Science Art: Hemisphere Austral, XVIII from Atlas Coelestis, by John Flamsteed, 1729.

Scientific Illustration of the stars of the southern hemisphere, as charted by John Flamsteed

Scientific Illustration of the stars of the southern hemisphere, as charted by John FlamsteedClick to embiggen

From 1675 until his death in 1719, John Flamsteed worked at the newly built Greenwich Observatory, charting the stars in the sky. He was England’s first Astronomer Royal. His atlas of the constellations came out 10 years after his death, in 1729, and was greeted as the most accurate and most detail set of star charts yet produced – although the art was fanciful, and even a bit… off (see the Linda Hall Library listing on Flamsteed for a look at his very peculiar Virgo).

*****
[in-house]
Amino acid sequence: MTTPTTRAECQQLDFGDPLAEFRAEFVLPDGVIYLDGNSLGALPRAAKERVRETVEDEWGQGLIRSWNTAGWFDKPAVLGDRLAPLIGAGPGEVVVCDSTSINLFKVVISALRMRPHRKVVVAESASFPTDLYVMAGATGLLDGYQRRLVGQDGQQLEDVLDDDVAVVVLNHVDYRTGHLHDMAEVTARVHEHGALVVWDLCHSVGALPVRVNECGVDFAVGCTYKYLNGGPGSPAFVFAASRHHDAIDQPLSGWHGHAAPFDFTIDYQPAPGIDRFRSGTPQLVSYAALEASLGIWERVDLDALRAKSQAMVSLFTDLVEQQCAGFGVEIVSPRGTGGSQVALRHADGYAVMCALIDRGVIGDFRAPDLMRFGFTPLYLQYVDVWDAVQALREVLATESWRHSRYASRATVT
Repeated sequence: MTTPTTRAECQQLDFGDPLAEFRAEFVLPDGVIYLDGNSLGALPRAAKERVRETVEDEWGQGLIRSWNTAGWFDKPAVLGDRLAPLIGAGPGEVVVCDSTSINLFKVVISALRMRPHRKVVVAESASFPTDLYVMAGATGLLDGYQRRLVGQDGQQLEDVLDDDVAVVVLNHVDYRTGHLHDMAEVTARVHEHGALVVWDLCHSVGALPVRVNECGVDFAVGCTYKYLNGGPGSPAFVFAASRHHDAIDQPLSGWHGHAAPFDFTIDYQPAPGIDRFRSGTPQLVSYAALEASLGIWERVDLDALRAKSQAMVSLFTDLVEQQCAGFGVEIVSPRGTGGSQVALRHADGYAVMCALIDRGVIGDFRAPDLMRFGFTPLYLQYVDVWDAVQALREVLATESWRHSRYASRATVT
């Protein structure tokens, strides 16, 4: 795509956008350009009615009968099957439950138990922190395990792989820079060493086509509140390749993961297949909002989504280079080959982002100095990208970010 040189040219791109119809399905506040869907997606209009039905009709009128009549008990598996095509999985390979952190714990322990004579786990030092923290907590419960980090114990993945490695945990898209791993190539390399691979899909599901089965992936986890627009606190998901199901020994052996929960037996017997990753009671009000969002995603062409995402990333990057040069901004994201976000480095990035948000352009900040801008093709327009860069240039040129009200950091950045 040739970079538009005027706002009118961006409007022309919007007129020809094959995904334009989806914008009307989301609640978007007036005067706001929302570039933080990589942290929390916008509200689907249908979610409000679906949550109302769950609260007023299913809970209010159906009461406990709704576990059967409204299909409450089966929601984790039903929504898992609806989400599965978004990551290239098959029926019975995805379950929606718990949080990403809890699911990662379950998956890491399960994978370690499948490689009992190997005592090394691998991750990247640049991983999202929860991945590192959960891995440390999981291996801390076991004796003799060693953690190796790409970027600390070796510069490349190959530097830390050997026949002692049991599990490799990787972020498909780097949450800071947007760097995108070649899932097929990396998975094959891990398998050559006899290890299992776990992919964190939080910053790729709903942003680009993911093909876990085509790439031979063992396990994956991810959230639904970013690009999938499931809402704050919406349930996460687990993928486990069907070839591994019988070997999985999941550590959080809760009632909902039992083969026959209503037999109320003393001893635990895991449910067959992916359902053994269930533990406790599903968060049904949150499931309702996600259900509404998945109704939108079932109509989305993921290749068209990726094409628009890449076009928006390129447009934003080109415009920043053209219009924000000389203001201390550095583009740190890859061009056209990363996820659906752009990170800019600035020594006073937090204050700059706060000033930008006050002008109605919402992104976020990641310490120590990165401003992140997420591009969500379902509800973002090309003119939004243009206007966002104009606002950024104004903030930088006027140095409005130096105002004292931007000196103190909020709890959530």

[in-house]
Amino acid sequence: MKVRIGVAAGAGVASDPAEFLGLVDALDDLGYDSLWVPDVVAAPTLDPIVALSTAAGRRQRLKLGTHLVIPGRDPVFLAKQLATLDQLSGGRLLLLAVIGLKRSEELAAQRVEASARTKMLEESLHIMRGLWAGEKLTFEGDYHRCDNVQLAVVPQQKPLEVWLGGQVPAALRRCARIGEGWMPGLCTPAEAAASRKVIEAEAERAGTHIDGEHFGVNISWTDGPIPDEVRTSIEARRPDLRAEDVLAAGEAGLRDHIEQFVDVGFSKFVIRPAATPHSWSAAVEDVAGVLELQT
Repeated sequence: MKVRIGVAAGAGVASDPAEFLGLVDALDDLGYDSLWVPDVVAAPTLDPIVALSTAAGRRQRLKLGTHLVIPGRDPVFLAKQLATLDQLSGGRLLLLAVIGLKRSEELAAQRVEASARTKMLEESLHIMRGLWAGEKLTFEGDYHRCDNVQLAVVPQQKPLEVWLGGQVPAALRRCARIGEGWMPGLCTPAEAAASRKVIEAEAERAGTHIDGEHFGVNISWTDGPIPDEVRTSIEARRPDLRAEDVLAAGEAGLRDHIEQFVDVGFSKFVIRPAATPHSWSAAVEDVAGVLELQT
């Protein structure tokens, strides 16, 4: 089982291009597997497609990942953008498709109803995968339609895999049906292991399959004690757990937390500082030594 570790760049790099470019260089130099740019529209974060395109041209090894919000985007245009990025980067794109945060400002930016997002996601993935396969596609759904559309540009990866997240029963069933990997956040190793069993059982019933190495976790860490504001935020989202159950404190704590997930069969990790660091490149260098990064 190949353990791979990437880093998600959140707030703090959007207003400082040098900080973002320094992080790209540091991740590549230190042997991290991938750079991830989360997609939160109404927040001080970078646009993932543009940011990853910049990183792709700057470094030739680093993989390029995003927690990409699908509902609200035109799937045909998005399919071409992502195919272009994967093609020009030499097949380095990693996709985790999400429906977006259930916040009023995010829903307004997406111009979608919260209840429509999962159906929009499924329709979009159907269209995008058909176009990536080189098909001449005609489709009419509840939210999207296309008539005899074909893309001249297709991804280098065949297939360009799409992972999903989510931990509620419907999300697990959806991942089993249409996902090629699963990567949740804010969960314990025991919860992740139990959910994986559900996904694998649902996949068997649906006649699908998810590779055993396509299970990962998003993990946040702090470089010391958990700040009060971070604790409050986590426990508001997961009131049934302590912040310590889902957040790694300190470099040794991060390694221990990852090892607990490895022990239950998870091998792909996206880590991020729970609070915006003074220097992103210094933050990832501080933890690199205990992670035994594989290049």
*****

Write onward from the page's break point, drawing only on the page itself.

I don’t know if he ever traveled to the Southern Hemisphere, or what that would have been like at the turn of the 18th century. Not very comfortable, I’d imagine. And not very quick. Yet here it is, his map of what you’d see if you looked up in South Africa around the time the first Boers were setting down roots, or in Australia before James Cook ever sailed into Botany Bay.

Keep looking up, folks. Keep looking up.